Students sat in their red shirts. They weren’t quite sure what they were waiting for.
“I don’t think they really, really get it,” said the Rev. LuTimothy May.
Outside in the A.A. Dixon Charter School of Excellence parking lot, Innisfree Hotels owner Julian MacQueen stood waiting with a crew of employees. The school is their new project.
“This is more than just money,” he explained later. “This is a commitment of time and energy.”
MacQueen and his staff have “adopted” the Dixon charter school. The school recently dodged closure and has been given ultimatums by the Escambia County School District. MacQueen’s wife, Kim, sits on the charter’s board of directors.
“You look spiffy,” said Kim MacQueen, as she greeted May in the school hallway.
The pastor of Friendship Missionary Baptist Church was sporting a pretty smart suit. It was a big day. This could be the beginning of a big turnaround for the charter. Things are going better already.
“You should see the library,” May said, jazzed on the school’s growing collection of books.
A.A. Dixon was labeled a failing school by the state last year. It’s also heavily in debt. The school district has given it a year to pull its finances together and somehow get students — some of which entered the school grade levels behind — to pass the FCAT (Florida Comprehensive Assessment Test). Superintendent Malcolm Thomas spared the school after initially threatening a 90-day closure notice.
“When the crisis became clear this summer,” Kim MacQueen explained, “my husband and I brainstormed.”
After Principal Kathy Colbert called the assembly in the cafeteria to order, the group from Innisfree filed in. May asked the students to give them as loud a welcome as possible.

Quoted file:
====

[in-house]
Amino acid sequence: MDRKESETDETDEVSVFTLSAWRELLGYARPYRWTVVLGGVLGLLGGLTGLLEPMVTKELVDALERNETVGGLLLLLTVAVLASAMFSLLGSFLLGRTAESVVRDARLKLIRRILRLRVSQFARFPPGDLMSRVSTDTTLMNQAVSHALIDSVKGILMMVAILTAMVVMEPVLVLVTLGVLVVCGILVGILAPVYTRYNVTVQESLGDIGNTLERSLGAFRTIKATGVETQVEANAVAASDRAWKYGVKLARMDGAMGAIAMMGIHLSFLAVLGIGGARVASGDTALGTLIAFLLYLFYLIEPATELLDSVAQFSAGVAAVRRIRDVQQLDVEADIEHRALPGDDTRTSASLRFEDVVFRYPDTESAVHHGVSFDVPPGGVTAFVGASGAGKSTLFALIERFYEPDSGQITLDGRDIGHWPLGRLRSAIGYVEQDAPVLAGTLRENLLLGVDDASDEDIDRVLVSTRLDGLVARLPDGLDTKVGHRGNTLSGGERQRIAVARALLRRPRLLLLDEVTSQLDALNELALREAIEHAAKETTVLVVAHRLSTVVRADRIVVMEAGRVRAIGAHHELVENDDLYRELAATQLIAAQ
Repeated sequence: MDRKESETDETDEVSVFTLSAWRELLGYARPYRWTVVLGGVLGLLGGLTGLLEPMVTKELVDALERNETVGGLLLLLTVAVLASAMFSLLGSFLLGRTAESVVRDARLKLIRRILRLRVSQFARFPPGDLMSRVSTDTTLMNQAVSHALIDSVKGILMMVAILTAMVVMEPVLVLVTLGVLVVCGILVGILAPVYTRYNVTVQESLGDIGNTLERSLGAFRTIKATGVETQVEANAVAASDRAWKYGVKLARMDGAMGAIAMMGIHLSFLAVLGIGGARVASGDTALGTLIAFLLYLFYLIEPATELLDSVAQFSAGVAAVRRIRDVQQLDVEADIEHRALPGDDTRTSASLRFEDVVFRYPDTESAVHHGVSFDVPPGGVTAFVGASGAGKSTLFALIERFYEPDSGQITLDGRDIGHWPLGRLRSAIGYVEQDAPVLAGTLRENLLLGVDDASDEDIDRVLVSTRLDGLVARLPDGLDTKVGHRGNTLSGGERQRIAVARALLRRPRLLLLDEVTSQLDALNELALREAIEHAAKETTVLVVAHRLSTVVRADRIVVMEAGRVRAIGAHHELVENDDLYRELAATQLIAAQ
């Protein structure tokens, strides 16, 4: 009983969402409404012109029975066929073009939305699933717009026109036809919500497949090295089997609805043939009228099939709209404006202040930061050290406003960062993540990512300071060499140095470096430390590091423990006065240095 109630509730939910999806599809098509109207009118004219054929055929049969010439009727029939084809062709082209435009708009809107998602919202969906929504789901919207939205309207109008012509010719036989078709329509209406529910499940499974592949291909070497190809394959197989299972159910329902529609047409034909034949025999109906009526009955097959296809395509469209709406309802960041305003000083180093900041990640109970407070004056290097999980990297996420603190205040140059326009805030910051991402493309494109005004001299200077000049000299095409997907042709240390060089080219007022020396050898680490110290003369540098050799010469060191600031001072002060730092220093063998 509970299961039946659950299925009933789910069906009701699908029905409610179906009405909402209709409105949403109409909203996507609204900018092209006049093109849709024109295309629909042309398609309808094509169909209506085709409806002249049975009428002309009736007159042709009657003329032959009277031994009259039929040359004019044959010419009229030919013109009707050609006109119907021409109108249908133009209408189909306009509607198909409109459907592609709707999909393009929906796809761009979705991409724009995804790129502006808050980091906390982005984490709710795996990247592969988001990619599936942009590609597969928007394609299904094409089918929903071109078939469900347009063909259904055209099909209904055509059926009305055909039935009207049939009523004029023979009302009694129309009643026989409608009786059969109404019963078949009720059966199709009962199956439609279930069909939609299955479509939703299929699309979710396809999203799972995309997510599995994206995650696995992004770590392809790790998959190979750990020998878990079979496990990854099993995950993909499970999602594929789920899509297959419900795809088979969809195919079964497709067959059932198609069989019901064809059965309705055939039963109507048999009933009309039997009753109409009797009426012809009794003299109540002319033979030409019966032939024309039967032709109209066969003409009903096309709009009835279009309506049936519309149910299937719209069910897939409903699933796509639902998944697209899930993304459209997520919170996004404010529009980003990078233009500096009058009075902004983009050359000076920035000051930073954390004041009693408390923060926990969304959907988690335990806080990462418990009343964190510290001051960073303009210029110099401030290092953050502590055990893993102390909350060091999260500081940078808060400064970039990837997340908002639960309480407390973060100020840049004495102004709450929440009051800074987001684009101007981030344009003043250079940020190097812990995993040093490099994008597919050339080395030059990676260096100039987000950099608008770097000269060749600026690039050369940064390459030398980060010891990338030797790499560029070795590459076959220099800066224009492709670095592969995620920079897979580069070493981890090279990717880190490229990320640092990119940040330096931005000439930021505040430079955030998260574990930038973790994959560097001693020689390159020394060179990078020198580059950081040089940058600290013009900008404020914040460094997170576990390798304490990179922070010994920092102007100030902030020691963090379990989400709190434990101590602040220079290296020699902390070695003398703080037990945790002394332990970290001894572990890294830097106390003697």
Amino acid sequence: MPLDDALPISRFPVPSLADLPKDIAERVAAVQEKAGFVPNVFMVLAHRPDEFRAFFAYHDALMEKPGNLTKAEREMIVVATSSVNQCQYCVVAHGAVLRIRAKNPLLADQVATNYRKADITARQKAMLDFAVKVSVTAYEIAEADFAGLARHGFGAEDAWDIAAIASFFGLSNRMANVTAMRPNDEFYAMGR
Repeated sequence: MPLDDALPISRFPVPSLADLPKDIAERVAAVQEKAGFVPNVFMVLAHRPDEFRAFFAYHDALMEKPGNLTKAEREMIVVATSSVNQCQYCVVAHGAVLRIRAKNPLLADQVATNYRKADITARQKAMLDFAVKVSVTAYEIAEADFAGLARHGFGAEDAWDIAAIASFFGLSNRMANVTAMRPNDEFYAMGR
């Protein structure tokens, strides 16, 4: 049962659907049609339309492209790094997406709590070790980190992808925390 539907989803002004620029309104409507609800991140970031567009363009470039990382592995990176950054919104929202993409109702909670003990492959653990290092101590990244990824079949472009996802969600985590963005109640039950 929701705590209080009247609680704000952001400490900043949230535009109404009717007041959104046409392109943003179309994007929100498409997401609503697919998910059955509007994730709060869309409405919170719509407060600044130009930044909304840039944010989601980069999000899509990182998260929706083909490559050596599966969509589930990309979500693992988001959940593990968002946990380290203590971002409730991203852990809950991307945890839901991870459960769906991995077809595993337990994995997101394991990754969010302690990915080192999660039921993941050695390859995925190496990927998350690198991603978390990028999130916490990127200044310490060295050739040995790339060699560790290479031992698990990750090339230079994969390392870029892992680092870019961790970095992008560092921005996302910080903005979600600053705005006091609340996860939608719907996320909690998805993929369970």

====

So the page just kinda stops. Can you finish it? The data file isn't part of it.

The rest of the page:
“I want you to show me that you love them!” he shouted.
A round of introductions was made. Julian MacQueen told the teachers and students that he “couldn’t think of a more worthy organization, a more worthy cause.” But the kids were much more interested in what was under a covered table off to the side.
“We always start with fun and then we get to business,” MacQueen said, before introducing a trio of pirates and huge beach balls into the assembly.
After a brief moment of chaos, order is returned. MacQueen then made the students an offer. If they can bring their grades up to a C on the FCAT, there’s a pool party out at the Innisfree waiting for them.
“You’re going to have the biggest swimming pool party ever held!” MacQueen promised. “We’re going to have hotdogs and hamburgers and pirates and lots of fun!”
The table off to the side was then unveiled to reveal gifts–water bottles, sand buckets and book bags–for the kids.
“This is for trying, this is for all the hard work you’re about to do,” MacQueen told the students.
Rev. May then reminded the students that they were being given the opportunity to prove they could accomplish what MacQueen conceded is going to be a “tall order.” Can they pass state standardized tests? Can they score a C and get a pool party?
“Remember, this is a challenge and a charge,” May told them. “Can you do your very best everyday?”
After Innisfree treated the kids to a bit of pirate swordplay–which Colbert explained to them was the “sport of fencing” and was being done “very safely” –the hotelier took a moment aside to explain why his company chose to wade into the middle of such a struggling story.
“Most companies measure their success by the bottom line,” he said. “It’s not just about the money.”
MacQueen said he “watched on the sideline” for a year as his wife dealt with the charter. After Rev. May, whom he cited as a “big reason” for his involvement, began heading Dixon’s board, he felt the time was right to try and help.
“It’s measurable,” he said of the project. “The scale is very, uh, I think appropriate for the size company we are.”
Currently, the group from Innisfree is conducting assessments of the school. From there, they will determine how best to help the charter; it will most likely take the form of fundraising activities and volunteering.
The hotel owner said he was trusting in his wife’s take on the school’s chances.
“She thinks they can,” MacQueen said, adding that he was also inspired by the community’s support for the school, including teachers’ willingness to take pay cuts.
“You can’t pay for that kind of commitment, that comes from the heart.”